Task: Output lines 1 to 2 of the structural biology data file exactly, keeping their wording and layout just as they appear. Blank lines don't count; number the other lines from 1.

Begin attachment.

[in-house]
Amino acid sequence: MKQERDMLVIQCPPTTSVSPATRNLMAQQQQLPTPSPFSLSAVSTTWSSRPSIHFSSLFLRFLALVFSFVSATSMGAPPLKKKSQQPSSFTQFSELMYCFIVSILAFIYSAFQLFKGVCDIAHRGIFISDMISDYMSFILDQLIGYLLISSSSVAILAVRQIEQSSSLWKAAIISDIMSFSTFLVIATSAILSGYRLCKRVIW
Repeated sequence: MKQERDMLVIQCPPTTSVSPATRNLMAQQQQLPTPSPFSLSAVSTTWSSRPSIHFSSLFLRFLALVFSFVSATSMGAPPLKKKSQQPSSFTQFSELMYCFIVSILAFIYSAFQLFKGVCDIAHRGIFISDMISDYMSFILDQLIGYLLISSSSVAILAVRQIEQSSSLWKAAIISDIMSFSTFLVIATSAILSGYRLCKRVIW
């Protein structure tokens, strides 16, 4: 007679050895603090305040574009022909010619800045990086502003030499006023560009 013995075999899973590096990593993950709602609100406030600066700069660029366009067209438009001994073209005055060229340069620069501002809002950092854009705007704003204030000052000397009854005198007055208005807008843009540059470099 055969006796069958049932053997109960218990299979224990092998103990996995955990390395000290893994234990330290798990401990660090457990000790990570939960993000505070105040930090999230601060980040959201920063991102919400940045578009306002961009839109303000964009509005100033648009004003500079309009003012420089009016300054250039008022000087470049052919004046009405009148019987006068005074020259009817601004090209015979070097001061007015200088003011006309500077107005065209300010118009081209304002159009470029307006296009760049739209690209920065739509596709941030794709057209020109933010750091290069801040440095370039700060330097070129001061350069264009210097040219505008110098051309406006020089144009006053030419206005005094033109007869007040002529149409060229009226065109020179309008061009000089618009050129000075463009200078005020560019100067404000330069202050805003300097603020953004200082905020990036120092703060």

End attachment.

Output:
[in-house]
Amino acid sequence: MKQERDMLVIQCPPTTSVSPATRNLMAQQQQLPTPSPFSLSAVSTTWSSRPSIHFSSLFLRFLALVFSFVSATSMGAPPLKKKSQQPSSFTQFSELMYCFIVSILAFIYSAFQLFKGVCDIAHRGIFISDMISDYMSFILDQLIGYLLISSSSVAILAVRQIEQSSSLWKAAIISDIMSFSTFLVIATSAILSGYRLCKRVIW